I really don't have a set formula for the progression of a painting.  Most of the time, I like to paint my foreground figures in first, and then paint in the background.  By using this method, I can make changes to the figures (like moving an arm or leg, or even a whole figure) without having to worry about what happens to the background.  However, on Between the Lines, I did extensive work on the composition of the painting, precisely setting all the figures where I wanted them before arriving at my final preliminary pencil sketch.
Due to the hundreds of spectators in the background — and wanting to get that part of the painting behind me—I decided to paint the foreground and background in first.  The foreground (grass) was painted solely by brush, while the background is painted primarily with an airbrush. At this point, I am ready to move on to the main figures in Between the Lines.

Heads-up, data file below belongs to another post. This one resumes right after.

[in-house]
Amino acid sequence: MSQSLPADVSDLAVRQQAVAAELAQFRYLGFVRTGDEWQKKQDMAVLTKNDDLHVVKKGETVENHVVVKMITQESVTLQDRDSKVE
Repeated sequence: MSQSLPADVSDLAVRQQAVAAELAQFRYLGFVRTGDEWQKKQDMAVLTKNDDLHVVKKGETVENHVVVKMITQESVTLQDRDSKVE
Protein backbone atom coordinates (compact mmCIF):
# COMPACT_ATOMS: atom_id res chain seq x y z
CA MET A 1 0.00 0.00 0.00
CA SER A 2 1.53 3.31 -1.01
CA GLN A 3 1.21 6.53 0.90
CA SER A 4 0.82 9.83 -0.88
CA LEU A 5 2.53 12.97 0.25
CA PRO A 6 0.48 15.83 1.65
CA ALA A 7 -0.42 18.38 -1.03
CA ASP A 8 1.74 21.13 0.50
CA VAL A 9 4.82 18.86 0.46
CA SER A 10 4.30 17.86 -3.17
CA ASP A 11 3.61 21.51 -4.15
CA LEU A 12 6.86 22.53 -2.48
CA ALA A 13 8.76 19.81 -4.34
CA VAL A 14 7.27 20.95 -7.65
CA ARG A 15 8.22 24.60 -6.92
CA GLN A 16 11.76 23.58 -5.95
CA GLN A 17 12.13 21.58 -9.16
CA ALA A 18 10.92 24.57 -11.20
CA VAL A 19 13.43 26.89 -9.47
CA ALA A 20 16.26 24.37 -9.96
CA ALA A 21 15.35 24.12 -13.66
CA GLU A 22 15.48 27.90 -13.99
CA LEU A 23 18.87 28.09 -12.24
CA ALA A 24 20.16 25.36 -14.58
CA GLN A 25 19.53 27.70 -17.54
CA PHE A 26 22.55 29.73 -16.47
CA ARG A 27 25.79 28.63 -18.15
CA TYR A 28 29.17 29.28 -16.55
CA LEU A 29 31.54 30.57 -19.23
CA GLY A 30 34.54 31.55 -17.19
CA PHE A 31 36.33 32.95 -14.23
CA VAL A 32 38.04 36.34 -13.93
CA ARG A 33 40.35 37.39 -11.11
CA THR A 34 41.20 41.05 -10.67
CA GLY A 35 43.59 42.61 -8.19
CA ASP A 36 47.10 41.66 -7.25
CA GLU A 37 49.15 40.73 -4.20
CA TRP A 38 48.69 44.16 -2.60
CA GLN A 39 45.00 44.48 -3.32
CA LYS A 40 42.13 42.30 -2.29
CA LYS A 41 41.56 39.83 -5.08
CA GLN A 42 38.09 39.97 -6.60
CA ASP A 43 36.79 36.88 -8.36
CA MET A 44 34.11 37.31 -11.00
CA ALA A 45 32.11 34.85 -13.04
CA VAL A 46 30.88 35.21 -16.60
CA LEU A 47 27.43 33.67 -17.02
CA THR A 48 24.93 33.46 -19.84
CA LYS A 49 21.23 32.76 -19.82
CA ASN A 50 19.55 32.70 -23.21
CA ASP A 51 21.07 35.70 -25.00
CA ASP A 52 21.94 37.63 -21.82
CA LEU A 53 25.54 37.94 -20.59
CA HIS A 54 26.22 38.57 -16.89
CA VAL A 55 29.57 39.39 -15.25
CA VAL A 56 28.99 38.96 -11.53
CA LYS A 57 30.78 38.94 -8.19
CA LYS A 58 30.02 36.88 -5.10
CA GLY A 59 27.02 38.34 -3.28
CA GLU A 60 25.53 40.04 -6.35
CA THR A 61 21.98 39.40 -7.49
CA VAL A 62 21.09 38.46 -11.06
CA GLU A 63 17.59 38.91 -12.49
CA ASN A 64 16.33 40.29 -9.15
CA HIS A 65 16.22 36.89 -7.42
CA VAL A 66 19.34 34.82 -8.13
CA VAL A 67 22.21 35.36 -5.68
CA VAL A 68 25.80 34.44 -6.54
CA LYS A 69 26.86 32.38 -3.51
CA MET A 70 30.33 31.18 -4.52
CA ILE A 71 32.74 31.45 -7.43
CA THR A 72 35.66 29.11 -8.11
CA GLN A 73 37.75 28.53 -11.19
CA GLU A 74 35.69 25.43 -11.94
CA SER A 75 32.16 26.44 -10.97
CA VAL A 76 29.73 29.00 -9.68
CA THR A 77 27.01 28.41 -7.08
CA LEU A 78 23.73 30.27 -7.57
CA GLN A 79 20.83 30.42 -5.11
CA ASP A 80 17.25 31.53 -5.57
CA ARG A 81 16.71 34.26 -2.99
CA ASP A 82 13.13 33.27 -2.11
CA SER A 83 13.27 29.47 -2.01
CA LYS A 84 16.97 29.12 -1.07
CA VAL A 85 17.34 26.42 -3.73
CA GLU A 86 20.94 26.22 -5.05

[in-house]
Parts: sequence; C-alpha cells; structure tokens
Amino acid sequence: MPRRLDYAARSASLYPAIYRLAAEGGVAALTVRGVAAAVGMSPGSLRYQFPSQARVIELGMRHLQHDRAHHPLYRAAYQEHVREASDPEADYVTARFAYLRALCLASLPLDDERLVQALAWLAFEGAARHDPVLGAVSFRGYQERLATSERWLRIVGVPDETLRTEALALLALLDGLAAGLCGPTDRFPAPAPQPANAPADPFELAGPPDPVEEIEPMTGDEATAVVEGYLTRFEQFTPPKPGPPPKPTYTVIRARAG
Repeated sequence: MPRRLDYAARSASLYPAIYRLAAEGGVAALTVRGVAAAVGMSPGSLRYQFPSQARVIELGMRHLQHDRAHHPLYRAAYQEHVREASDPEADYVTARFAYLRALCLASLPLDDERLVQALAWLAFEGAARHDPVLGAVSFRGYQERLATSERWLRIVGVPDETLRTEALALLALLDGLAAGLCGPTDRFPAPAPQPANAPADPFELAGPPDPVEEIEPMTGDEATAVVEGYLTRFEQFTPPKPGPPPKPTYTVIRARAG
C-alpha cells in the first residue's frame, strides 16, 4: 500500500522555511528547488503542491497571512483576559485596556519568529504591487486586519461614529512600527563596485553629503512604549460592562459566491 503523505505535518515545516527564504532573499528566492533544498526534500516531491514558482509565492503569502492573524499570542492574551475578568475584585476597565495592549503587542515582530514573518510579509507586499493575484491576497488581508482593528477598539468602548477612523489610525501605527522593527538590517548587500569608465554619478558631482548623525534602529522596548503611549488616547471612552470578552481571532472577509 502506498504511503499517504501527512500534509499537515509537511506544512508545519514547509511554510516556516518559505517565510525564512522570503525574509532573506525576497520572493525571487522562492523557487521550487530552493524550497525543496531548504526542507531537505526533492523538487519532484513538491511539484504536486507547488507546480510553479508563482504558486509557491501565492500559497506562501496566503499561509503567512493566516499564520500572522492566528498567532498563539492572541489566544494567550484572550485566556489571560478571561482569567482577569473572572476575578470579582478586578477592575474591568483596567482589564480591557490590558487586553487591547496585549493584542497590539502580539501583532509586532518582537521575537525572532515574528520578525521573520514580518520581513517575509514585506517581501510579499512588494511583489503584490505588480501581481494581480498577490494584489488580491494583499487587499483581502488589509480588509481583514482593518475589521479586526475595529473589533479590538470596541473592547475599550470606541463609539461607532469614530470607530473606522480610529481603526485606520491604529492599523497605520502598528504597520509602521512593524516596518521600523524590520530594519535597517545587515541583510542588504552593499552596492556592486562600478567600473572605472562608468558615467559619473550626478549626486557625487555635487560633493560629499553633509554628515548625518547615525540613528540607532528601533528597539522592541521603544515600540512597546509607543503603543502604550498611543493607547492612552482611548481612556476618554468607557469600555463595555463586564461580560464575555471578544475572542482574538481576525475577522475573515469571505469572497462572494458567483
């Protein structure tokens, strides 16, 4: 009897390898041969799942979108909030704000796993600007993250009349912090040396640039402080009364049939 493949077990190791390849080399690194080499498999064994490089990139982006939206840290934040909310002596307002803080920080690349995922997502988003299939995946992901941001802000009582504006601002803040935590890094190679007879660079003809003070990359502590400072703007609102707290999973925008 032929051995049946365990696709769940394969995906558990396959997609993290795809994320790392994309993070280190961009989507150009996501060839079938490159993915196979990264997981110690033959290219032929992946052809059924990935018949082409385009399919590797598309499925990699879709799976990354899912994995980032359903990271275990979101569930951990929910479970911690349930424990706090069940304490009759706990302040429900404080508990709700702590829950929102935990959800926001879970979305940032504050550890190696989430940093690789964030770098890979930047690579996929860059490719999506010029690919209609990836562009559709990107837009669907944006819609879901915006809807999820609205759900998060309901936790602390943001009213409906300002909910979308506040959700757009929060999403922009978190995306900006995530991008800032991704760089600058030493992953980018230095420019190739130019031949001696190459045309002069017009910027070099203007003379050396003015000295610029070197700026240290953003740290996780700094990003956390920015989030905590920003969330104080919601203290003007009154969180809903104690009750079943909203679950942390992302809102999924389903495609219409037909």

These are closeup views of portions of the background crowd.  I used acrylic paints with an airbrush to achieve the out-of-focus look.  I will go back over some of this acrylic airbrushing using oil glazes applied with a brush in the fine tuning process.
As you see in this picture, I have begun painting the foreground detail. As I move from back to front  in the painting, the detail will become sharper making the main action of the painting "in focus."
This close-up of the painting shows Lee Roy closing in on Jim Grisham of Oklahoma.
This will be our final update prior to the release of the print. I still have many hours of fine detail work left before it is complete.
[Between the Lines]